Hypothermal deposits are formed at great depths and high pressures and temperatures. Temperatures may range from 300° to 500° Celsius during the formation of such deposits. Casseterite, wolframite and molybdenum veins; gold-quartz veins; copper-tourmaline veins; and lead-tourmaline veins provide examples of mineral associations which may occur in hypothermal deposits. Minerals which are found in hypothermal veins include quartz, fluorite, tourmaline, and topaz. Ore minerals found may include native gold (Au); the sulfides galena (PbS), chalcopyrite (CuFeS2), pyrite (FeS2), molybdenite (MoS2), bismuthinite (Bi2S3), and arsenopyrite (FeAsS); the oxides uraninite (UO2), cassiterite (SnO2), and magnetite (Fe3O4); and the tungstates wolframite ((Fe,Mn)WO4) and scheelite (CaWO4). Metals which may be extracted from hypothermal deposits consist of copper (Cu), molybdenum (Mo), tin (Sn), tungsten (W), gold (Au), and lead (Pb).

Mesothermal deposits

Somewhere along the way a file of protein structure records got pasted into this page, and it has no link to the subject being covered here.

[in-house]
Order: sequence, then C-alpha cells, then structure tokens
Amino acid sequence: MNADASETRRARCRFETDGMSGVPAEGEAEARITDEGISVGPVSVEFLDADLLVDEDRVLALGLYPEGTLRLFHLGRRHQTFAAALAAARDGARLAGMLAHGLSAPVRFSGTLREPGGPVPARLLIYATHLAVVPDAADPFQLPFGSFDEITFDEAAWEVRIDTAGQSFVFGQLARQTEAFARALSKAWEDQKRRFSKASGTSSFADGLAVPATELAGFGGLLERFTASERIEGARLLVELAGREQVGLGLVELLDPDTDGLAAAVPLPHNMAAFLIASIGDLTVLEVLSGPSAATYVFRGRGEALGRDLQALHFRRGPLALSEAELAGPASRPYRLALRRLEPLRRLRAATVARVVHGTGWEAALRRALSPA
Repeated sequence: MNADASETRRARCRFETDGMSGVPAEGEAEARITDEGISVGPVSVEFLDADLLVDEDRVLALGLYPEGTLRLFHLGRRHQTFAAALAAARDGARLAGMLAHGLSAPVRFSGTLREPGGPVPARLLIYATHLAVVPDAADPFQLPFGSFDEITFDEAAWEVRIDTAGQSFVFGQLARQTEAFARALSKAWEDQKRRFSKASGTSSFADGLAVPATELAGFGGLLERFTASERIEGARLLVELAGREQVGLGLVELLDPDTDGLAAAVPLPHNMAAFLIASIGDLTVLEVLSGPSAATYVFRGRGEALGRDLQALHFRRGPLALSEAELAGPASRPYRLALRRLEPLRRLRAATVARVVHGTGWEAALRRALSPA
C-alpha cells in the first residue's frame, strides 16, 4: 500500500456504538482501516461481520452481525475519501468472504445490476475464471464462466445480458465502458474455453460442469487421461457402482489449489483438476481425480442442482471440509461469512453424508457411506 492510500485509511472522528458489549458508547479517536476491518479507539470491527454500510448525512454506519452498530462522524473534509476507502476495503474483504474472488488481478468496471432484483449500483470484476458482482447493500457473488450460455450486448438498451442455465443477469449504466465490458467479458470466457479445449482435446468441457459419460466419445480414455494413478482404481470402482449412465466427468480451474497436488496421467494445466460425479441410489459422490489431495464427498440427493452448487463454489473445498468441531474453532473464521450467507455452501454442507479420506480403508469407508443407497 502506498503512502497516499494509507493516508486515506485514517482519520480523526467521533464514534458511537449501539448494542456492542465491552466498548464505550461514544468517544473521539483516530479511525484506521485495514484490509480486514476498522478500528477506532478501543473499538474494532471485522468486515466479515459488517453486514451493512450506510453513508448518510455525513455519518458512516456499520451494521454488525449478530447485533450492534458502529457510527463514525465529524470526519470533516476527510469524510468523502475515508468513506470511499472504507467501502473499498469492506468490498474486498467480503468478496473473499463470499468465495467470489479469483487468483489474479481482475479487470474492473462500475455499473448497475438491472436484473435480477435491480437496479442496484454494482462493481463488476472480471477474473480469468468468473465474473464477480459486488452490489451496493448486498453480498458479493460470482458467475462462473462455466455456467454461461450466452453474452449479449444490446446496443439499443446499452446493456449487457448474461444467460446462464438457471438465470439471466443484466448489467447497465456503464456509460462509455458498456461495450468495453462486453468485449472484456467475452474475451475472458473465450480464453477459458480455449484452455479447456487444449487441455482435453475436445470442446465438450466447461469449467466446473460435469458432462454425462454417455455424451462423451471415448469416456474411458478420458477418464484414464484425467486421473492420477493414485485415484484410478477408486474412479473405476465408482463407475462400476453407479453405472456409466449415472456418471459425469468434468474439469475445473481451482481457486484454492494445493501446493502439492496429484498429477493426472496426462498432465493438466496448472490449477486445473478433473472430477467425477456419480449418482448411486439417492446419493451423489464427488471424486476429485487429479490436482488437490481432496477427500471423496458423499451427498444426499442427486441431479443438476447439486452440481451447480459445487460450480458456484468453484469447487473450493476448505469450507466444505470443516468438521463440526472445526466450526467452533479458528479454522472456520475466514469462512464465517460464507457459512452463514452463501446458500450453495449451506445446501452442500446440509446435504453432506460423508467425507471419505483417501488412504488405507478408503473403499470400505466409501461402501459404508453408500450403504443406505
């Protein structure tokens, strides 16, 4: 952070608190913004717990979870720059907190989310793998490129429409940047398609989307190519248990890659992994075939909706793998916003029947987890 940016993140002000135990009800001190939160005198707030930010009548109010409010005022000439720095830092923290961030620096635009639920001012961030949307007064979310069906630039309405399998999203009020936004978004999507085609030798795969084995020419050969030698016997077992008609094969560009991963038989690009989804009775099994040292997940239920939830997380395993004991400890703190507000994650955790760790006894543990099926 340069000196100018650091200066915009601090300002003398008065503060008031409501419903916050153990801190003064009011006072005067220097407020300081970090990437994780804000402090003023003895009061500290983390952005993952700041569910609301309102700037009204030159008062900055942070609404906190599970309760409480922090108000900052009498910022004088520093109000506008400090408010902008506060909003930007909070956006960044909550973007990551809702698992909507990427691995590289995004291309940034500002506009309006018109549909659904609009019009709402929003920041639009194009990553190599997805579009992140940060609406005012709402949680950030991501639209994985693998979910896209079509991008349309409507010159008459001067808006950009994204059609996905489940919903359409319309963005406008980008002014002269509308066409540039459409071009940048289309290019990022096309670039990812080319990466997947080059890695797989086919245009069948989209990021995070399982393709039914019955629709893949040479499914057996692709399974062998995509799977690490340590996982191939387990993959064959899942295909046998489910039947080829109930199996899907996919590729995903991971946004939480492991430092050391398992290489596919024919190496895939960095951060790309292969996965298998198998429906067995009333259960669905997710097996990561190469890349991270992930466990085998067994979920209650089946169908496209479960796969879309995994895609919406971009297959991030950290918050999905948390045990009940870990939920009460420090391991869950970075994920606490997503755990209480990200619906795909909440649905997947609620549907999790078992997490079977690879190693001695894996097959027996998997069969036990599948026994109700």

Mesothermal deposits form at intermediate depths, temperatures, and pressures. Temperatures may range from 200° to 300° Celsius during the formation of such deposits. Quartz and carbonate minerals such as calcite (CaCO3), ankerite (CaFe(CO3)2), siderite (FeCO3), dolomite (CaMg(CO3)2), and rhodocrosite (MnCO3) occur in mesothermal deposits. Ore minerals which may be found include native gold (Au) and the sulfides galena (PbS), sphalerite (ZnS), chalcopyrite (CuFeS2), pyrite (FeS2), bornite (Cu5FeS4), arsenopyrite (FeAsS), and tetrahedrite ((Cu,Ag)12Sb4S13). Metals which are mined consist of copper (Cu), zinc (Zn), silver (Ag), gold (Au), and lead (Pb). 

Epithermal deposits

Epithermal deposits form at shallow depths under relatively low temperatures and pressures. Temperatures during formation may range from 50° to 200° Celsius. Minerals found include quartz, opal, and chalcedony (SiO2); calcite (CaCO3), aragonite (CaCO3), and dolomite (CaMg(CO3)2); the halides fluorite (CaF2) and chlorargyrite (AgCl); the sulfate barite (BaSO4); native gold (Au); and the sulfides realgar (AsS), cinnabar (HgS), acanthite (Ag2S), pyrite (FeS2), orpiment (As2S3), stibnite (Sb2S3), proustite (Ag3AsS3), and pyrargyrite (Ag3SbS3). Metals which are mined from epithermal deposits include silver (Ag), gold (Au), and mercury (Hg).